Barbara Cardinale, Lucie Kohler, Pablo Osorio / Zoomorphisms

18th April - 31st May 2015

Barbara Cardinale explores the thousand and one facets of womanhood by endowing her characters with animal characteristics.  Whether the animal is a doe, wolf, eagle or rabbit, it is given claws or is portrayed as tender or malicious, according to the iconography of each series. The artist uses transfer to draw the body on which she then grafts the animal features using various methods.  Seen from behind or in front, breast uncovered, it is the same female body although each portrayal, given added detail, is unique.  In the final painting, the realism of the original transferred image has become a shadow, an abstract idea which is also surreal because of the ease with which the animal and human bodies blend.  This is done with such subtlety that it is difficult to judge whether animal or human predominates.  We leave character and move into metaphor which emerges naturally from this poetic union.  The evocative power of the images paints a frank portrait of female nature with a degree of brutality emphasised by the fading imprint of the drawing which has become a shadow, an echo holding only the concentrated essence of the message.

The exuberant works of Lucie Kohler fizz with details drawn indistinctly from reality, myth and dreams.  They are constructed theatrically; a plant design often emerges from a black and white background.  In this confined space, the people in the forefront of the painting resemble actors observing the audience.  Half man, half beast, their masks and costumes derive from various traditions and epochs.  They perform mysterious scenarios full of cultural references from the Lötschental mask to the Willendorf Venus, the sphinx to Amerindian and Balinese culture. The artist offers us an infinite imaginary world where tales and legends return inevitably to the human despite the animal features of the characters.  Some of the drawings have become sculptures.  Rats, bats and reptilian heads recall deliberately naif drawings through the spontaneity and freshness of the modelling which has deliberate traces of the fingers.  The artist has applied even lines to the drawings which balance the composition and suggest a falsely childish language.  Lucie Kohler invites us into a hybrid universe between serious and comic, myth and theatre which stirs our common ancestral memory.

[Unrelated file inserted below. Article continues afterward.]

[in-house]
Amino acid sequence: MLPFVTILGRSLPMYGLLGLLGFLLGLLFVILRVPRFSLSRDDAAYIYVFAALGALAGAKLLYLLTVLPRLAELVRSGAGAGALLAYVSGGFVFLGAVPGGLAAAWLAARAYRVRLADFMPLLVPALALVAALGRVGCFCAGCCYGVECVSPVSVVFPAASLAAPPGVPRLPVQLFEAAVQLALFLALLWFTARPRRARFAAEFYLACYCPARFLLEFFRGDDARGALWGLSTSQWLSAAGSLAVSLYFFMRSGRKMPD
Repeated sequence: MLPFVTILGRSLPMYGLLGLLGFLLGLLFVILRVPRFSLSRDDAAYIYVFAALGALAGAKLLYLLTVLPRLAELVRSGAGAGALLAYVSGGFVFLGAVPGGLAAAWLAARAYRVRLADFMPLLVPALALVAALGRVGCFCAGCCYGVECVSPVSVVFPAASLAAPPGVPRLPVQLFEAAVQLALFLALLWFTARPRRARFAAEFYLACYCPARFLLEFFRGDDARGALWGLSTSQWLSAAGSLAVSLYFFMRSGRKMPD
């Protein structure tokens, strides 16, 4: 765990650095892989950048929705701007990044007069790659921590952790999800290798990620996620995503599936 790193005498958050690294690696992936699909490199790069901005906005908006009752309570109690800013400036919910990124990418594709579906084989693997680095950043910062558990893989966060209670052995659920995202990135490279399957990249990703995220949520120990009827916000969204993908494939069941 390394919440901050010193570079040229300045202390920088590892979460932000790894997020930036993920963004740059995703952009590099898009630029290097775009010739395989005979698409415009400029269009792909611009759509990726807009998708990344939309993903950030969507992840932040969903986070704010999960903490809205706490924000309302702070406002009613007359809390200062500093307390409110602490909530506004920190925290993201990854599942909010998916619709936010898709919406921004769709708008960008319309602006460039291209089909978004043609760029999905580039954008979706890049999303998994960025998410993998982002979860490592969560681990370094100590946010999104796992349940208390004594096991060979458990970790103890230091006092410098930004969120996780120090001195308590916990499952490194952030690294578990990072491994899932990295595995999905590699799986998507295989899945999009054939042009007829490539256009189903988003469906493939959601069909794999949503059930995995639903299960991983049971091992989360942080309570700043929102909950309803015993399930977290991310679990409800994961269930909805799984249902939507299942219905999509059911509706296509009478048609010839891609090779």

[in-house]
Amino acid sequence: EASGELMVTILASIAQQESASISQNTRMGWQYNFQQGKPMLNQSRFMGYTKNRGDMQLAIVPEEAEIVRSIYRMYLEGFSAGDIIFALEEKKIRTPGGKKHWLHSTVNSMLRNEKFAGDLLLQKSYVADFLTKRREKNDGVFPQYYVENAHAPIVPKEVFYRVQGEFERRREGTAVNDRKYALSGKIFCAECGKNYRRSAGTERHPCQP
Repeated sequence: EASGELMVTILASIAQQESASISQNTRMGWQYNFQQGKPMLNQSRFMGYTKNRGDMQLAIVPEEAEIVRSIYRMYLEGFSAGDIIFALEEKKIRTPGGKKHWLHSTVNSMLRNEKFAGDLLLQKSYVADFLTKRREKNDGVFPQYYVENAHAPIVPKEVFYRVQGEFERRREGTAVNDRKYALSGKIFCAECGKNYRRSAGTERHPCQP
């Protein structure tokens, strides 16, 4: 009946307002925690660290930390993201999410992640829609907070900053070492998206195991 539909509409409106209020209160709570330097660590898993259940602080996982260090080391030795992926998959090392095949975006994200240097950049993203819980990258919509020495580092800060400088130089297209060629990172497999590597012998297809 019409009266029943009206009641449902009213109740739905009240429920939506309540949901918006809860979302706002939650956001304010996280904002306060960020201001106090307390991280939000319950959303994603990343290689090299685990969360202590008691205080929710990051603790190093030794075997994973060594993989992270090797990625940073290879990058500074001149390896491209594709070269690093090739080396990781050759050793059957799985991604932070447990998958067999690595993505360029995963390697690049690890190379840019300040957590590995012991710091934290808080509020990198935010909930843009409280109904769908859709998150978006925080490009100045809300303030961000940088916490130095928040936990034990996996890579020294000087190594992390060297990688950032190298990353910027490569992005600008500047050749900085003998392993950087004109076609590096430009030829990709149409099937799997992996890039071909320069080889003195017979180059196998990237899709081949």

In Pablo Osorio’s paintings the image of an animal lands lightly on one of a human and invests every corner of the soul.  With outstanding technical skill, layers of engraving and aquatint produce a drawing of depth and transparency in which man and animal are one.  It’s difficult to say whether the figures are anthropormorphic animals or zoomorphic humans because the combination of the two is extremely subtle.  Especially in his portrait series, Pablo Osorio applies surgical precision and a nearly unlimited determination to present an infinite range of characters with their faults and emotions which remind us of Aesop’s fables.  He achieves this by using derision and humour without ever crossing the line into caricature.  He delicately suggests a complicity between man and animal.  The artist’s inspiration lies in  shamanistic and totemic rituals and he sketches strange scenes in a surrealist mode in which humans and animals interact through play, domination or imitation.  The rigour of this artist’s work operates like a mirror endlessly reflecting the riches of human nature./N.Kunz

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